Friday, December 14, 2012
Memories of Christmas Past
Now that Christmas is open us, what are your memories of Christmas past?
I find myself thinking back to earlier times, reflecting on all those feel good memories. One memory that stays in my mind is collecting holly laden with red berries with my grandfather on the canal bank and taking it back to my grandparents' home, where it was used as decoration. Back in those days, the winters were freezing and we had coal fires. The snow often seemed to be up to my knees when we were sent home from school, the school milk had frozen solid in those tiny glass bottles and the boiler had gone on the blink.
We didn't seem to expect too much from Father Christmas either, [maybe a favourite must have toy or two, like a new bike, toy pram, train set or special doll], a selection box and a Christmas stocking filled with such delights as chocolate coins covered in gold foil, a chocolate Santa, a tangerine and a few small toys that would fit in the stocking.
Santa arrived at our house during the early hours of Christmas day and I knew he'd arrived as my legs felt heavy as the quilt on my bed was laden with gifts. In those days we lived near a dairy and the milk floats passed the house even on Christmas day. So I would guess I must have woken at 5 am or 6. The first port of call would be to wake my brother up and we'd both go downstairs and make a start on our chocolate selection boxes, even before eating breakfast. My parents would still be fast asleep upstairs. My father usually went to the pub on Christmas Eve, so he'd have quite a long lie in.
Then it was on with the black and white TV for us kids to watch a star like Leslie Crowther visiting a London Children's Hospital. The children there would be presented with gifts and the nurses made their uniforms look festive, decking their hats with tinsel.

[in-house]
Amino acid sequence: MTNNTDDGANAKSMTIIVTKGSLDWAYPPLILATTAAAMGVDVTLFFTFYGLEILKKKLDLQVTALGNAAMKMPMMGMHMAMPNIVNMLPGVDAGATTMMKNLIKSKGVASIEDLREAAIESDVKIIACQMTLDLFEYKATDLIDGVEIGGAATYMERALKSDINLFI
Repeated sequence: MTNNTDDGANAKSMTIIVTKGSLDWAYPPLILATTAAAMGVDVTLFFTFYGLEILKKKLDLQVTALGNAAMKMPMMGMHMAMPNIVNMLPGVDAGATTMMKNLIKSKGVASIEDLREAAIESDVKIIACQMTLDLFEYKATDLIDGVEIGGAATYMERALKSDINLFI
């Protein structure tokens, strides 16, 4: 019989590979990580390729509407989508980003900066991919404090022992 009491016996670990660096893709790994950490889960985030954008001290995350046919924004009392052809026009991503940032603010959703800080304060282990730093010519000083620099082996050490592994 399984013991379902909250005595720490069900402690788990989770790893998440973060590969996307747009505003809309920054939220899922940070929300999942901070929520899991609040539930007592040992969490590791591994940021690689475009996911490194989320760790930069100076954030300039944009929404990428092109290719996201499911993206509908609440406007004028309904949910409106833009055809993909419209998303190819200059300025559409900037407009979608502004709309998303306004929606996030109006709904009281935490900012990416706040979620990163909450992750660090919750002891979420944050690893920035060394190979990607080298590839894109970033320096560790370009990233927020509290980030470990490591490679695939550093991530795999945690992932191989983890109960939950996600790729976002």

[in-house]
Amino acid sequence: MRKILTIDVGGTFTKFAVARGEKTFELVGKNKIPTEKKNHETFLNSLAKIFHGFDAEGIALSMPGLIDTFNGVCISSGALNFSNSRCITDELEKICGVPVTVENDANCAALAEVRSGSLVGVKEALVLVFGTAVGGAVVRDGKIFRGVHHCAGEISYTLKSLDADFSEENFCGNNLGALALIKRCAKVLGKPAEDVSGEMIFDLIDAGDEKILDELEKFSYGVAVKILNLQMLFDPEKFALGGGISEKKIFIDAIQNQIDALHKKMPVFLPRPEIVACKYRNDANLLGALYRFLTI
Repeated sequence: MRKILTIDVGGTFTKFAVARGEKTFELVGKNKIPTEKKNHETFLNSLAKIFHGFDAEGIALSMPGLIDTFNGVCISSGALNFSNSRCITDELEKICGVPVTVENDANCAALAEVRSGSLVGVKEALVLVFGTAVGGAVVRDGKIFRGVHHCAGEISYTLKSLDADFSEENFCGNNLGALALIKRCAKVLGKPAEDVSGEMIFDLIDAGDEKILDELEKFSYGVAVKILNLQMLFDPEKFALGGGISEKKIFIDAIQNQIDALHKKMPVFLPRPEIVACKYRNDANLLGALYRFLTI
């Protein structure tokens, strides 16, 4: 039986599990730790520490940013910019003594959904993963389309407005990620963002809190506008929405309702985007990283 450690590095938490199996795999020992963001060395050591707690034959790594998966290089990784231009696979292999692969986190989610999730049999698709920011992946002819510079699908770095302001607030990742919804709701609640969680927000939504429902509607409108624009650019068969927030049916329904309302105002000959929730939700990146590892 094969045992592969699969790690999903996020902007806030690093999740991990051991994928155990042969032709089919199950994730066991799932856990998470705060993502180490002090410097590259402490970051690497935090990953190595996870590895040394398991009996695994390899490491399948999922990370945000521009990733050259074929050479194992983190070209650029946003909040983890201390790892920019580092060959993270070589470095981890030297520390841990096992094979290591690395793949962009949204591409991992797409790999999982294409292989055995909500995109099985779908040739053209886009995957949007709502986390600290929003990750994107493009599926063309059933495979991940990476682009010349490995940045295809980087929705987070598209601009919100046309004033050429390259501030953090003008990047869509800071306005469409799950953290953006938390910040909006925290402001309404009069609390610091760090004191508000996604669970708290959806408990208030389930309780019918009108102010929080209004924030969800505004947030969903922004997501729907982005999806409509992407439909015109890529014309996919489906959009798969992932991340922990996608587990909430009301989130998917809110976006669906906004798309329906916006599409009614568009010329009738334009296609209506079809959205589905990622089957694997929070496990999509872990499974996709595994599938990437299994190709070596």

My grandparents were early risers, so me and my brother would run to their house which was just 3 doors away to show them all the gifts we'd got. My gran usually gave me a Bunty annual every year which she'd sign and my brother got a Beano or Dandy annual. She'd also give us money so we could buy what we wanted after Christmas.
Later my mother would get up and light the coal fire and set the table, which was moved into the middle of the room, for Christmas dinner. We'd have things on the table we didn't use the rest of the year, like a special red table cloth with festive prints and matching serviettes. We always got to drink those miniature bottles of Babycham with the meal, which was usually turkey and the trimmings followed by Christmas Pudding, Mrs Peeks in the blue cellophane wrap which was boiled for a couple of hours in the already small, steamed up kitchen.
During the afternoon there'd be Christmas Top of the Pops, playing the Christmas number one for that particular year. This was followed by the Queen's Speech. In the evening, the whole family sat down to watch The Morcambe and Wise Christmas Show. They always had a special guest on who joined in the fun, like Shirley Bassey or Tom Jones. I'll never forget the year, Ms. Bassey stood there singing 'Smoke Gets in Your Eyes' as Eric jammed her foot into a workman's boot!
There would be so much eating that day that we'd feel quite full by the time we got to bed. Of course the evening was usually an anti climax because for me the expectation of Christmas on Christmas Eve was always the best part.